Full-service excursions typically include door-to-door transportation and snacks but can be pricey, running around $85-$165 per person for a half-day trip from Tulum. Maya-run Community Tours Sian Ka'an is a good option that directly benefits the local community.

If you’re on a budget, local boatmen offer lagoon and canal tours from Laguna Muyil near Hwy 307. Tours (8am-4pm daily) last 2½ hours and cost $35-$50 per person, depending on the number of people in the boat. The dock is at the end of a short dirt road, just south of the Muyil Ruins (aka Chunyaxché Ruins). Alternatively, visit the ruins (M$45 or about $2) and take a 500-meter boardwalk trail (M$50 or about $2.50) from the east side of the site to the lagoon.

If you have a rental car, you also can make the trek to Punta Allen – a fishing village at the end of Sian Ka’an’s coastal road. From here, Cooperativa Punta Allen runs various excursions ($150 per boat) including dolphin- and turtle-watching tours and snorkeling. Fly-fishing tours ($300 per boat) also offered. While possible to do as a day trip, an overnight stay makes the trip easier and more enjoyable.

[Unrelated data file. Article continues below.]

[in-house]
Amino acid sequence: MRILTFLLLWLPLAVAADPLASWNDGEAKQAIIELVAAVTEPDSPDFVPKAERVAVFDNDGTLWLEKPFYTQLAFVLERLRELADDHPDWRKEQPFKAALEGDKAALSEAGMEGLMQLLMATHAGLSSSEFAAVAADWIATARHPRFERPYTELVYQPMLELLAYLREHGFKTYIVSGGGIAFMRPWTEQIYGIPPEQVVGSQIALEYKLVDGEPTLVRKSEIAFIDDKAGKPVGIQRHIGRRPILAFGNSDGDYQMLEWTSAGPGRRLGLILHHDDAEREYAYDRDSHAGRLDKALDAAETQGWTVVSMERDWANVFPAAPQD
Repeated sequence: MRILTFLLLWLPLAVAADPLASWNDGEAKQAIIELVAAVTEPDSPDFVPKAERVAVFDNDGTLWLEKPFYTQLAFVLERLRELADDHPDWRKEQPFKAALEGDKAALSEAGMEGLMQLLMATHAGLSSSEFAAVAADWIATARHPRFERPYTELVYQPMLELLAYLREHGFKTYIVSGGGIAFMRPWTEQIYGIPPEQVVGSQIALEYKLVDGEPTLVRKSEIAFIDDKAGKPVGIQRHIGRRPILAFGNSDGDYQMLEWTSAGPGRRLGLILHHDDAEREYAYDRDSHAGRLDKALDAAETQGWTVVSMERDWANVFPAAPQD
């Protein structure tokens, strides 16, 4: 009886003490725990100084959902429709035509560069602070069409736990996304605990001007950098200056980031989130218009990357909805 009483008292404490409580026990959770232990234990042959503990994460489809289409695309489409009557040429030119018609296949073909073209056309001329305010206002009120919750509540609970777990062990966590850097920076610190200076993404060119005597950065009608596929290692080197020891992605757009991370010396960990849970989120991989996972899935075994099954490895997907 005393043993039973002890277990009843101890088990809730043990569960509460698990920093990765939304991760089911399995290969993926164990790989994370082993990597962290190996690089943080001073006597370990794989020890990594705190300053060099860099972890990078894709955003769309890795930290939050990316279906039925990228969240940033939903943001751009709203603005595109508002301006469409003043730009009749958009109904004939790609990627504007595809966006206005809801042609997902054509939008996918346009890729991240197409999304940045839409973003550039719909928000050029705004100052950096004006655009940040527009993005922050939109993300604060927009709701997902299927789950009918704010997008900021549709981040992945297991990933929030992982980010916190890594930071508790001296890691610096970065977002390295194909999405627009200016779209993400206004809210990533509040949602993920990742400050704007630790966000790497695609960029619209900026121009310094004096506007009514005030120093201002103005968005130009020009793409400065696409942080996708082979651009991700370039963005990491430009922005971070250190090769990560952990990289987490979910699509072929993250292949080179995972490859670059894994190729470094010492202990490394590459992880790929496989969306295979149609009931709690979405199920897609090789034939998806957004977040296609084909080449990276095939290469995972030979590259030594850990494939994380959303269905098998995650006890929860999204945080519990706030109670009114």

Eating and lodging

Most people visit Sian Ka’an as a day trip from Tulum, which has a variety of accommodations and restaurants. Inside the reserve, Punta Allen has a handful of simple hotels and restaurants (note: there’s no cell service, and electricity runs only a few hours each day); a few higher-end fishing lodges and rental homes also are along the coastal road.

Getting there and other practicalities

There are two main entrances to Sian Ka’an. The most popular follows the coastline, south from Tulum’s beach road. A huge arch marks the reserve’s entrance where admission (M$37 or about $1.80) is collected and registration required. From the arch, a rutted dirt road runs through the reserve, occasional openings in the palm forest leading to gloriously empty beaches and peeks of turquoise lagoons. The road ends at the village of Punta Allen – a bumpy 35-mile ride that takes about 2 to 3 hours, longer after a heavy rain. Public transportation along this road is sporadic, so joining a tour or driving a rental (four-wheel drive is helpful) are your best options. 

A second, lesser known, entrance to Sian Ka’an is next to Muyil Ruins (aka Chunyaxché Ruins). Several buses (M$28 or about $1.40) make the 20-minute trip from Tulum to Muyil each day. From there, you can either enter the reserve via the archaeological site or walk down a short dirt road less than a quarter mile (250m) south of the ruins (look for it near an Oxxo minimart). Both lead to Muyil lagoon where you can take boat trips through the northwestern tip of the reserve.